Ok, this is a major design flaw. What to do? First, the single user device is no problem. The problem occurs with multiple Outlook profiles. The solution is amazingly simple. Just set the calendar sync took to synchronize every 9999999999 (or whatever fits in the field) minutes. This will effectively place the tool in manual mode and then use the the system tray monitor to manual sync. This assumes that Jim is logged in and wants to sync his Gmail calendar. When Jane is logged in, she needs to open the system-tray monitor and change the Gmail credential to hers and run a manual sync. Here’s the important part. Pay attention to the credentials that are currently configured in the tool!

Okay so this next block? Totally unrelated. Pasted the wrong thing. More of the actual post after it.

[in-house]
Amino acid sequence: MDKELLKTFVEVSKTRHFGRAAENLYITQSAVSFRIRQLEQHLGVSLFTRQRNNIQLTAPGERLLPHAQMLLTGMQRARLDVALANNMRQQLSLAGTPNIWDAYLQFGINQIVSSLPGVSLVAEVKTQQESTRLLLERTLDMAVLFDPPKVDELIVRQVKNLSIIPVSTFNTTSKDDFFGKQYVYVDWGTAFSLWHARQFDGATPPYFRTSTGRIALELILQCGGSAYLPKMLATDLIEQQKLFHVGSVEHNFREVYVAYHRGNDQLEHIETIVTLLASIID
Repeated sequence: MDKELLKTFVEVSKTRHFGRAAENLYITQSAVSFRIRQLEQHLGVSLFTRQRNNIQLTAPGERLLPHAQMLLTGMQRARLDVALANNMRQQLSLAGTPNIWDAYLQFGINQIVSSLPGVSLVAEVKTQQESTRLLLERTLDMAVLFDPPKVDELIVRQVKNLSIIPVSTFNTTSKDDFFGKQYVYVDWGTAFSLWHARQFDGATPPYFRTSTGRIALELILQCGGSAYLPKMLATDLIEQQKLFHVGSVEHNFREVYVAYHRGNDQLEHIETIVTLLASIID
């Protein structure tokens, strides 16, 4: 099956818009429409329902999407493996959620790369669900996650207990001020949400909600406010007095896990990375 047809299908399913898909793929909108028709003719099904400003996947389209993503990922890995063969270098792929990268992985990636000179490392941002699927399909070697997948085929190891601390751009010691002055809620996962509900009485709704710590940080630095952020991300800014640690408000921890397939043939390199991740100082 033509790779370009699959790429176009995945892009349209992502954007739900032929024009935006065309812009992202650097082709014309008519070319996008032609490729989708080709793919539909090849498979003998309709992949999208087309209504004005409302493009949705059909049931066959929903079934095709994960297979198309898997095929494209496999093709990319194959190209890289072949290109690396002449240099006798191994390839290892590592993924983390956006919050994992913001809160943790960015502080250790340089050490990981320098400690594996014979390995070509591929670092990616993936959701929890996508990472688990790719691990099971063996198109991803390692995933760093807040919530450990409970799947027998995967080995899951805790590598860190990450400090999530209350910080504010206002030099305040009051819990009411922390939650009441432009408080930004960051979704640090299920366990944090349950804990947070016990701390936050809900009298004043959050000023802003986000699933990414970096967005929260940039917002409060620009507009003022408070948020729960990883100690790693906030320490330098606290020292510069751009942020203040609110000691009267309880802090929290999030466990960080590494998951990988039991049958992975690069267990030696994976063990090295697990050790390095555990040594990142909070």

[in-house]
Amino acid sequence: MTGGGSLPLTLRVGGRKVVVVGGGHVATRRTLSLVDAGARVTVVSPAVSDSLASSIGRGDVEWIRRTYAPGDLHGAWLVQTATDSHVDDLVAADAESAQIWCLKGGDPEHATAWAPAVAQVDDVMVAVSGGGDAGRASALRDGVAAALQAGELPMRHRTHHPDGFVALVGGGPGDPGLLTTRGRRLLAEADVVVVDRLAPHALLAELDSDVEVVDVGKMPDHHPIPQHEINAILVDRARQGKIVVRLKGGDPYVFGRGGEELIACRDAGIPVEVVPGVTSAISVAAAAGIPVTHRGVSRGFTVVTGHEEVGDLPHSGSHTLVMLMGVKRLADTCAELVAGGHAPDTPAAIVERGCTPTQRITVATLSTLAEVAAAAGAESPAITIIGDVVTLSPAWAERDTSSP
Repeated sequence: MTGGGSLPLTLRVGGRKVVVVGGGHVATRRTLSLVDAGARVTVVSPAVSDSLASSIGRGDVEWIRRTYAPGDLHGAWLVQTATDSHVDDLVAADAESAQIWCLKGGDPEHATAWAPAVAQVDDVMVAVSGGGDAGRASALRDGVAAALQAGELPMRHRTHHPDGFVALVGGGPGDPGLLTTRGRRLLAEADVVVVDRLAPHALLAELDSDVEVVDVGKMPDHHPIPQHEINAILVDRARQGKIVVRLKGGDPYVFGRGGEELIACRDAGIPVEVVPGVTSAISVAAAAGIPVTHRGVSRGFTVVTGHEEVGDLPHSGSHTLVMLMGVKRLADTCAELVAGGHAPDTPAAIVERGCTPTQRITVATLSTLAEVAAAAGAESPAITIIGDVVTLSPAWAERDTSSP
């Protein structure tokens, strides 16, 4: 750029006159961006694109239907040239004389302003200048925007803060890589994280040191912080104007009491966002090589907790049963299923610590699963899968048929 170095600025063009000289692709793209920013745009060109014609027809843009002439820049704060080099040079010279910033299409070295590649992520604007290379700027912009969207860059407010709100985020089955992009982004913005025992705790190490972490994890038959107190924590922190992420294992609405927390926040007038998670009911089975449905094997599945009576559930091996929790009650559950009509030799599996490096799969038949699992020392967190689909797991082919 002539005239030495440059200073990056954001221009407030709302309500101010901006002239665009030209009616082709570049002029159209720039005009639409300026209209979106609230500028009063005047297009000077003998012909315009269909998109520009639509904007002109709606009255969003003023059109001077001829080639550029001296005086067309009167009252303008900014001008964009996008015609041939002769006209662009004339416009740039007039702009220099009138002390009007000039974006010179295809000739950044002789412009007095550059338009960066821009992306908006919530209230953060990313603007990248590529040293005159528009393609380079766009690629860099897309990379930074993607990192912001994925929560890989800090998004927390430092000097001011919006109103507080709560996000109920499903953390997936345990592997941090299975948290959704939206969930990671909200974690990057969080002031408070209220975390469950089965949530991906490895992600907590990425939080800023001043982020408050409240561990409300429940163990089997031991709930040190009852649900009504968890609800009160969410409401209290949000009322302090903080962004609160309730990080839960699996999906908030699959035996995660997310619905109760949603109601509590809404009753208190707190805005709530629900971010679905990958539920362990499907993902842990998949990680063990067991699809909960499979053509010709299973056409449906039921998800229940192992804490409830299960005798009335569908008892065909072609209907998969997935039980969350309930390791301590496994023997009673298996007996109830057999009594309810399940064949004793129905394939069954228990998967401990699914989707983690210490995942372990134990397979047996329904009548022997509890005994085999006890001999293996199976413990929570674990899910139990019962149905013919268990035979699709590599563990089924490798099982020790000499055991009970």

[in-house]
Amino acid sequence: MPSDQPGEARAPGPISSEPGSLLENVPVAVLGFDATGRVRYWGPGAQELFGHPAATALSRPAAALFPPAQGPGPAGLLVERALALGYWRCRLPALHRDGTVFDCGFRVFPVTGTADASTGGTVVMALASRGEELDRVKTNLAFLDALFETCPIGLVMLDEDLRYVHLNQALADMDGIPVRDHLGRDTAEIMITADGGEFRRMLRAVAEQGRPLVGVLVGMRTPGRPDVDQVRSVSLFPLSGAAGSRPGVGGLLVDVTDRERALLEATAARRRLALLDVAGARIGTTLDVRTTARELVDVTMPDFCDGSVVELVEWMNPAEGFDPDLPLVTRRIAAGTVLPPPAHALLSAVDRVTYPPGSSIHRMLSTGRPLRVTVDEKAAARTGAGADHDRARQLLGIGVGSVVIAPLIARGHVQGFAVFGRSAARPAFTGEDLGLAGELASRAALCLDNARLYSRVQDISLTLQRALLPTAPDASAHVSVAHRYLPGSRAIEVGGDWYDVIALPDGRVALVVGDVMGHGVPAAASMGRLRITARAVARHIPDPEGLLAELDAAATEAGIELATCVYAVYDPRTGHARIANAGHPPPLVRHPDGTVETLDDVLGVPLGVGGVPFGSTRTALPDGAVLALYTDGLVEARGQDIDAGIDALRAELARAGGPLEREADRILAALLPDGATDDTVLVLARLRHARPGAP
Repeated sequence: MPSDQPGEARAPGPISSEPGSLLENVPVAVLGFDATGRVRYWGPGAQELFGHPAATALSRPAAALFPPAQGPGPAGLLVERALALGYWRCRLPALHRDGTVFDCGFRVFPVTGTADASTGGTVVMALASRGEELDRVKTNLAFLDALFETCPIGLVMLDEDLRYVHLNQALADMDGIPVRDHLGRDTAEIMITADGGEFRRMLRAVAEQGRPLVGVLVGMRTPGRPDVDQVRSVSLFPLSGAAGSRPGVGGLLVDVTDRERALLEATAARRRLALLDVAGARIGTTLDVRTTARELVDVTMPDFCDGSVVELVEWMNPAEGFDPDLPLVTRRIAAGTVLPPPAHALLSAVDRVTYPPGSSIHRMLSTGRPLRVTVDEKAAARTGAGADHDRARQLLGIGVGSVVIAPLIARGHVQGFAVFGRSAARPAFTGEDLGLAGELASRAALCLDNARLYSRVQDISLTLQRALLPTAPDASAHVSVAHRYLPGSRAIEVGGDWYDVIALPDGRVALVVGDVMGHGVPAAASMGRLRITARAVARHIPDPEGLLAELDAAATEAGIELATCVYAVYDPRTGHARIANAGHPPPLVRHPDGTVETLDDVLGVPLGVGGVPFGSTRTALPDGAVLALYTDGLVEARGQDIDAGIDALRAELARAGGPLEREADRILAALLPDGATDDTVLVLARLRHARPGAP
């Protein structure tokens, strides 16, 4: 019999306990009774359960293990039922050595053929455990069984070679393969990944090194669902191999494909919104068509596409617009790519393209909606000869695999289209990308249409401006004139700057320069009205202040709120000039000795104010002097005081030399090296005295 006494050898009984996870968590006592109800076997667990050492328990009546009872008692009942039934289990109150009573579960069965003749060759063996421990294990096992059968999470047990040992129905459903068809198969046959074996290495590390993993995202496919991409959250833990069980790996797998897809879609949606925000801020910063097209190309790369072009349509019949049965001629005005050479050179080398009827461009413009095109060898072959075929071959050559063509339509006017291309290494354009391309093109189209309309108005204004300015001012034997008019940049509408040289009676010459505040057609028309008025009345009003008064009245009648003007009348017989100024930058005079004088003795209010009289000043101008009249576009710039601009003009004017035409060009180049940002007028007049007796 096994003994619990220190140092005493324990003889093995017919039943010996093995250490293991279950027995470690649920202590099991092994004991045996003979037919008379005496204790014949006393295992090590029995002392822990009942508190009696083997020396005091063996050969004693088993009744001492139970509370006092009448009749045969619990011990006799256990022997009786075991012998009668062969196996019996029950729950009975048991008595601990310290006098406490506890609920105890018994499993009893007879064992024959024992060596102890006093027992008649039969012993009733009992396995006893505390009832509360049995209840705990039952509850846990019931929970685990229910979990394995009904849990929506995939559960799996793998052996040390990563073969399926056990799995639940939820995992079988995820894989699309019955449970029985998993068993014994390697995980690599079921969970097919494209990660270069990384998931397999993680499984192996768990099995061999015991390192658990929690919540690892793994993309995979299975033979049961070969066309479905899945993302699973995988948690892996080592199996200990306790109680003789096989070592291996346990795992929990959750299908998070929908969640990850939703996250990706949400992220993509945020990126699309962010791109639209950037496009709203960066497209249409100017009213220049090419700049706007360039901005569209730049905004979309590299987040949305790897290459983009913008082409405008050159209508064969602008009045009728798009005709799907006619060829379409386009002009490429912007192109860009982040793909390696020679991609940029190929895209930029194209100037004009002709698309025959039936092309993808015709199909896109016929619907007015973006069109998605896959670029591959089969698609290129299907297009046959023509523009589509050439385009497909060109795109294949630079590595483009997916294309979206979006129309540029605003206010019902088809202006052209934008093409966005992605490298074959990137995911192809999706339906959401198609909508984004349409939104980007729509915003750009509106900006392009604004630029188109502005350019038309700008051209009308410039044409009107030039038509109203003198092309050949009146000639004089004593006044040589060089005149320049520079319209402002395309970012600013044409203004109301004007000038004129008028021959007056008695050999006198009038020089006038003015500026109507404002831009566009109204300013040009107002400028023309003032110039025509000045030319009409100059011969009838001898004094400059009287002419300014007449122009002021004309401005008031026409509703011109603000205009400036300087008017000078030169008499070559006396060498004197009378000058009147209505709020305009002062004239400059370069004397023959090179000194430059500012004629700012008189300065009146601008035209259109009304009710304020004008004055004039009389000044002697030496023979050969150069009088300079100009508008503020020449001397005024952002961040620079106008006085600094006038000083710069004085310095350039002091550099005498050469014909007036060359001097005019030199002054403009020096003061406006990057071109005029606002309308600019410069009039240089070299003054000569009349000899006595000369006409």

Note that this doesn’t solve anything, since you could easily forget to check when you manually sync. Probably the easiest thing to do is to establish separate logins for the shared computer. If you have multiple profiles, run the synch tools with Outlook closed, so the tool will prompt for that appropriate profile to use. See there is a reason for those profile prompts. It’s just that the folks in the Google support forums are not aware of the cause or the solution to the “problem.” You are.
This posting is provided “as is” with no warranties, guaranties or any rights whatsoever. All content is based on the author’s experiences and opinions and is not intended to influence the actions of the reader.This posting is provided “as is” with no warranties, guaranties or any rights whatsoever. All content is based on the author’s experiences and opinions and is not intended to influence the actions of the reader.